A case involving a Sudanese teen forced into marriage, which ended with the teenage bride killing her husband after an attempted rape has caused international outrage.
According to the Washington Post, 19-year-old Noura Hussein was convicted Thursday (May 10) of the premeditated murder of her husband. Her sentence is death by hanging. Yet as Hussein’s lawyer Ahmed Sebair explained to the Associated Press, Hussein was acting out of self-defense rather than malice.
Per Sebair, despite her objections Hussein’s parents manipulated their daughter into marrying her husband three years ago. Hussein however refused to consummate the marriage and after six days of abstaining her husband raped her with the help of three of his male relatives. The next day, he attempted to rape her again, but this time it resulted in a struggle leading to her fatally stabbing him with a knife. Hussein’s ordeal has generated a plethora of support from advocates, including Yasmeen Hassan, global executive director of Equality Now.
“Everything that’s happened to the girl from the time she was 16 at least has been a travesty of justice,” Hassan said. “Twenty years ago, maybe people would have let this go, but right now with the awareness of women’s rights… and in this era of the #MeToo movement, this is just not going to be able to stand.”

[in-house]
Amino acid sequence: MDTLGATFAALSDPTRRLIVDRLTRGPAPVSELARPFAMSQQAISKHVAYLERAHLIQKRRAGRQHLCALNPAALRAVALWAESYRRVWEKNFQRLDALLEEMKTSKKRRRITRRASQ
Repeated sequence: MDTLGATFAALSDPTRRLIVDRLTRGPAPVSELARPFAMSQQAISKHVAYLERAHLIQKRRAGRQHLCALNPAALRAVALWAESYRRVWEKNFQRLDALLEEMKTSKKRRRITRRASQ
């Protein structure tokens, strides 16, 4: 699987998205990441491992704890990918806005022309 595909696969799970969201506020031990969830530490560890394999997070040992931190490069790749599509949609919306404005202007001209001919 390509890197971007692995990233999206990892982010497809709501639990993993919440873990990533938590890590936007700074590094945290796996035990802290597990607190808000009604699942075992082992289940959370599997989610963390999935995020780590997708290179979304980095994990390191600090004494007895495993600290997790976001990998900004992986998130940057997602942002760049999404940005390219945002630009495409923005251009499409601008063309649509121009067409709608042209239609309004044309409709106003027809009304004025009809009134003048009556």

As of Saturday (May 12) a petition protesting Hussein’s conviction has garnered more than 178,000 signatures while #JusticeForNoura has become a global campaign that’s helping to define the current shift in Islamic culture.
“There’s a generational divide if you will, when it comes to the issue of Noura,” Moayad Baba who helped organized the #JusticeForNoura campaign and rallies told NPR. Baba explained Noura’s estrangement from her family and traditional Islamic law made her sentencing possible.
“(The family) could have actually forgiven her and pardoned her or they could have taken money — ‘blood money’ as they call it — as compensation for the killing, but the family has called for her execution,” Hassan said to the publication.
Hussein’s lawyers will appeal this sentencing before the window to do so closes on May 25.